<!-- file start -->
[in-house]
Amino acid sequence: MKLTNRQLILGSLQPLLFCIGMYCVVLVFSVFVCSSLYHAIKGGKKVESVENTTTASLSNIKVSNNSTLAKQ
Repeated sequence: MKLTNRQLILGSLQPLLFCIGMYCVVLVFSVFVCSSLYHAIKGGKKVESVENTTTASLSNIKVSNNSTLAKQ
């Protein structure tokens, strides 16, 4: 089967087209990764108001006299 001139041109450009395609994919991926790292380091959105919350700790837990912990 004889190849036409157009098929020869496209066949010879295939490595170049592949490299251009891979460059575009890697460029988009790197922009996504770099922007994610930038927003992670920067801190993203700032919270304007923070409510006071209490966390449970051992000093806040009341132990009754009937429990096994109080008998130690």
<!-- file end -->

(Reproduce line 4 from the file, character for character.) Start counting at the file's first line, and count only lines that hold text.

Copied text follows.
């Protein structure tokens, strides 16, 4: 089967087209990764108001006299 001139041109450009395609994919991926790292380091959105919350700790837990912990 004889190849036409157009098929020869496209066949010879295939490595170049592949490299251009891979460059575009890697460029988009790197922009996504770099922007994610930038927003992670920067801190993203700032919270304007923070409510006071209490966390449970051992000093806040009341132990009754009937429990096994109080008998130690």